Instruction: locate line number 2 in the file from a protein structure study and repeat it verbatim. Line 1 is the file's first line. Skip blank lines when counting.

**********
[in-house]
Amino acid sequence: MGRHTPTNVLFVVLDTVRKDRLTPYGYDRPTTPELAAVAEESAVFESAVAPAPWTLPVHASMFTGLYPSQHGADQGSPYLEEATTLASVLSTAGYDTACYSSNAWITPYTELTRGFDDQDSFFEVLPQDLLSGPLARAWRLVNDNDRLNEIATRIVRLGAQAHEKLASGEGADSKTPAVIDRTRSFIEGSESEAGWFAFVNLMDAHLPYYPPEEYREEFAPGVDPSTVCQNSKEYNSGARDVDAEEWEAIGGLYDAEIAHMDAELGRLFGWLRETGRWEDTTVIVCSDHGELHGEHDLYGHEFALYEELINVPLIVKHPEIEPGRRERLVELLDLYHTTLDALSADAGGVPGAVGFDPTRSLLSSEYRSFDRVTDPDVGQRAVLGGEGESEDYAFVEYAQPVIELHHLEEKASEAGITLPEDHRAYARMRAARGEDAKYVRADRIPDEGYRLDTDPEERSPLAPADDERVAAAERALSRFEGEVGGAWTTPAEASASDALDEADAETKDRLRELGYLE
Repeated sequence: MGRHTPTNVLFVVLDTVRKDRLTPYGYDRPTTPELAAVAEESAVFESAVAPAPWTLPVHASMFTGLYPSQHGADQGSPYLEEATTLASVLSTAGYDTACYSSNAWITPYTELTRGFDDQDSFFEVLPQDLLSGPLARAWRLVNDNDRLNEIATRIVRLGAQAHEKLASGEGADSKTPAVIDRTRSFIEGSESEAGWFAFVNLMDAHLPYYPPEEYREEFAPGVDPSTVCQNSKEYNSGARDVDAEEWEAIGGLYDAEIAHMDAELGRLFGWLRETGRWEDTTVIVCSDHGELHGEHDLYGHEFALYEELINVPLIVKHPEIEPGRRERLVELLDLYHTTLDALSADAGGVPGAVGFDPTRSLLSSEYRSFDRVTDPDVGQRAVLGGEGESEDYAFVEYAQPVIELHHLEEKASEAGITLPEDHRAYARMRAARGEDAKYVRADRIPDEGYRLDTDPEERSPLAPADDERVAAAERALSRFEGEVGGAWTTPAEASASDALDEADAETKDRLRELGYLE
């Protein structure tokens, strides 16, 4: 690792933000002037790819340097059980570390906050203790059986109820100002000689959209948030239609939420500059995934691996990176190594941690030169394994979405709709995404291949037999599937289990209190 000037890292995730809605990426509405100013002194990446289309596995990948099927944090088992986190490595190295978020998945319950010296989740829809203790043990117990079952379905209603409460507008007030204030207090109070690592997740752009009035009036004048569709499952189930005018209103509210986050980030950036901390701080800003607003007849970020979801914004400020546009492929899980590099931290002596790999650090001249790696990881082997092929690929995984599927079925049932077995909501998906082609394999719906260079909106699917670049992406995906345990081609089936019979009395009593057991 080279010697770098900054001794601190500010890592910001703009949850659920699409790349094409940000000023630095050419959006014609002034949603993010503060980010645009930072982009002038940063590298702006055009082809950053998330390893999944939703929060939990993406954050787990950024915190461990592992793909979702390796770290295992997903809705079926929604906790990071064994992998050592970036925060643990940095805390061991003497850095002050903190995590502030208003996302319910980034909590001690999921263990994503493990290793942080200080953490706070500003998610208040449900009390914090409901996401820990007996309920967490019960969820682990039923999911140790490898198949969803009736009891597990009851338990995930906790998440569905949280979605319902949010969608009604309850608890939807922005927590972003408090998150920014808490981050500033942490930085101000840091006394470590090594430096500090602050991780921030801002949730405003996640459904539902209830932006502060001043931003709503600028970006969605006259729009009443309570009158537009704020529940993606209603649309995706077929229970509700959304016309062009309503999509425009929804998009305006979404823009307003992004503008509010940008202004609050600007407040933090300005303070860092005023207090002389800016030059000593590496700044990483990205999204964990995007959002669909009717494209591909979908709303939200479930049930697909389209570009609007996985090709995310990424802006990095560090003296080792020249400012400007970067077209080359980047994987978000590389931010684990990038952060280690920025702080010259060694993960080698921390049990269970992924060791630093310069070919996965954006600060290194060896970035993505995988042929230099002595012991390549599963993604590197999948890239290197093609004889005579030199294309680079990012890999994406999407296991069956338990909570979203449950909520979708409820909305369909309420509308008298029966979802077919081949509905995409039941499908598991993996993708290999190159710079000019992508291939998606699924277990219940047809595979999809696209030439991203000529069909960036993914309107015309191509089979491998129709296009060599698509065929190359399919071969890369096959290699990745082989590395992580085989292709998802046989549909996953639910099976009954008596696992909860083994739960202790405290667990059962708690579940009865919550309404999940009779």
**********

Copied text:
Amino acid sequence: MGRHTPTNVLFVVLDTVRKDRLTPYGYDRPTTPELAAVAEESAVFESAVAPAPWTLPVHASMFTGLYPSQHGADQGSPYLEEATTLASVLSTAGYDTACYSSNAWITPYTELTRGFDDQDSFFEVLPQDLLSGPLARAWRLVNDNDRLNEIATRIVRLGAQAHEKLASGEGADSKTPAVIDRTRSFIEGSESEAGWFAFVNLMDAHLPYYPPEEYREEFAPGVDPSTVCQNSKEYNSGARDVDAEEWEAIGGLYDAEIAHMDAELGRLFGWLRETGRWEDTTVIVCSDHGELHGEHDLYGHEFALYEELINVPLIVKHPEIEPGRRERLVELLDLYHTTLDALSADAGGVPGAVGFDPTRSLLSSEYRSFDRVTDPDVGQRAVLGGEGESEDYAFVEYAQPVIELHHLEEKASEAGITLPEDHRAYARMRAARGEDAKYVRADRIPDEGYRLDTDPEERSPLAPADDERVAAAERALSRFEGEVGGAWTTPAEASASDALDEADAETKDRLRELGYLE